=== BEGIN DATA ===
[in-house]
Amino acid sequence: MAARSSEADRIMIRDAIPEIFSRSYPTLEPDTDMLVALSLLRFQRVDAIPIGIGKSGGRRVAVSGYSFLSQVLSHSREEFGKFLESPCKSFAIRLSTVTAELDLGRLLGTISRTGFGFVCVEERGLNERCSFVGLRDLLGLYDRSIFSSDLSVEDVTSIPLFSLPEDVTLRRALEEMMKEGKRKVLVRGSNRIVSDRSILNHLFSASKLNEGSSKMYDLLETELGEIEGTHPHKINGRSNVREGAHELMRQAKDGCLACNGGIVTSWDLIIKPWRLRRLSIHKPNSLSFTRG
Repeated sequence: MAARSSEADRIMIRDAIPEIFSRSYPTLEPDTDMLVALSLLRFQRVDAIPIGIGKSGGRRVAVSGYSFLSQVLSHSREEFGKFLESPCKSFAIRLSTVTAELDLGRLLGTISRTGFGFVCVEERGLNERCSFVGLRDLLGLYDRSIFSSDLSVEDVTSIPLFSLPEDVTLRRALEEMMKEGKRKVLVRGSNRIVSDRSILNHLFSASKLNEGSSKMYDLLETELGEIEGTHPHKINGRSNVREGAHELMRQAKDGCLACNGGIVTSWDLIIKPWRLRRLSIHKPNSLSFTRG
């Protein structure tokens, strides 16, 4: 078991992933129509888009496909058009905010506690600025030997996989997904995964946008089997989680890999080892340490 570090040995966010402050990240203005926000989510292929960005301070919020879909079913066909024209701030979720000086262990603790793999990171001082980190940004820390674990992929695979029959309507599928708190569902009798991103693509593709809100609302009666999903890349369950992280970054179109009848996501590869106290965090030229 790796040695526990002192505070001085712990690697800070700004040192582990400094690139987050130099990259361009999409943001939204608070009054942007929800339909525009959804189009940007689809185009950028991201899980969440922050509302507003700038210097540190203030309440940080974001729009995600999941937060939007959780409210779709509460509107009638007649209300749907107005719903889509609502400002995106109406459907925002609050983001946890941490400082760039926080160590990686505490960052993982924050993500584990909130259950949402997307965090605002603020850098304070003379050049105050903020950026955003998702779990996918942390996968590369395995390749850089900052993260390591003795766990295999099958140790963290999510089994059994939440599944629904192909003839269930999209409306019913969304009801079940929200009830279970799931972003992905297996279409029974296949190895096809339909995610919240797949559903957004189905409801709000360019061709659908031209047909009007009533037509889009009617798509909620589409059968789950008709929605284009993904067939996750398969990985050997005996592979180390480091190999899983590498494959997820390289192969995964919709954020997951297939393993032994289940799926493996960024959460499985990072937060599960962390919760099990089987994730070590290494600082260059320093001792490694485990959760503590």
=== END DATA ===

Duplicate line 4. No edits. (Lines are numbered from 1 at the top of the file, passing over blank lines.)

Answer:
């Protein structure tokens, strides 16, 4: 078991992933129509888009496909058009905010506690600025030997996989997904995964946008089997989680890999080892340490 570090040995966010402050990240203005926000989510292929960005301070919020879909079913066909024209701030979720000086262990603790793999990171001082980190940004820390674990992929695979029959309507599928708190569902009798991103693509593709809100609302009666999903890349369950992280970054179109009848996501590869106290965090030229 790796040695526990002192505070001085712990690697800070700004040192582990400094690139987050130099990259361009999409943001939204608070009054942007929800339909525009959804189009940007689809185009950028991201899980969440922050509302507003700038210097540190203030309440940080974001729009995600999941937060939007959780409210779709509460509107009638007649209300749907107005719903889509609502400002995106109406459907925002609050983001946890941490400082760039926080160590990686505490960052993982924050993500584990909130259950949402997307965090605002603020850098304070003379050049105050903020950026955003998702779990996918942390996968590369395995390749850089900052993260390591003795766990295999099958140790963290999510089994059994939440599944629904192909003839269930999209409306019913969304009801079940929200009830279970799931972003992905297996279409029974296949190895096809339909995610919240797949559903957004189905409801709000360019061709659908031209047909009007009533037509889009009617798509909620589409059968789950008709929605284009993904067939996750398969990985050997005996592979180390480091190999899983590498494959997820390289192969995964919709954020997951297939393993032994289940799926493996960024959460499985990072937060599960962390919760099990089987994730070590290494600082260059320093001792490694485990959760503590």